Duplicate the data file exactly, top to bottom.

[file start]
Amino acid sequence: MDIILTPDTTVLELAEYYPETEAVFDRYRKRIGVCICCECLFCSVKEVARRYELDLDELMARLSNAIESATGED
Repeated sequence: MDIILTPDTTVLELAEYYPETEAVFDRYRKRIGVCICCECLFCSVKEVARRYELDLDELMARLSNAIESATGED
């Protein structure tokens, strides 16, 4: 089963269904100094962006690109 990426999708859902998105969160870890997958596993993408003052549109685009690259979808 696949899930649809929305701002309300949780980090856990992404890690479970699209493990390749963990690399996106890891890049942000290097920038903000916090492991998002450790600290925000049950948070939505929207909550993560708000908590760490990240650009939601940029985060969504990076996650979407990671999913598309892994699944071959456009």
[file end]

Amino acid sequence: MDIILTPDTTVLELAEYYPETEAVFDRYRKRIGVCICCECLFCSVKEVARRYELDLDELMARLSNAIESATGED
Repeated sequence: MDIILTPDTTVLELAEYYPETEAVFDRYRKRIGVCICCECLFCSVKEVARRYELDLDELMARLSNAIESATGED
């Protein structure tokens, strides 16, 4: 089963269904100094962006690109 990426999708859902998105969160870890997958596993993408003052549109685009690259979808 696949899930649809929305701002309300949780980090856990992404890690479970699209493990390749963990690399996106890891890049942000290097920038903000916090492991998002450790600290925000049950948070939505929207909550993560708000908590760490990240650009939601940029985060969504990076996650979407990671999913598309892994699944071959456009």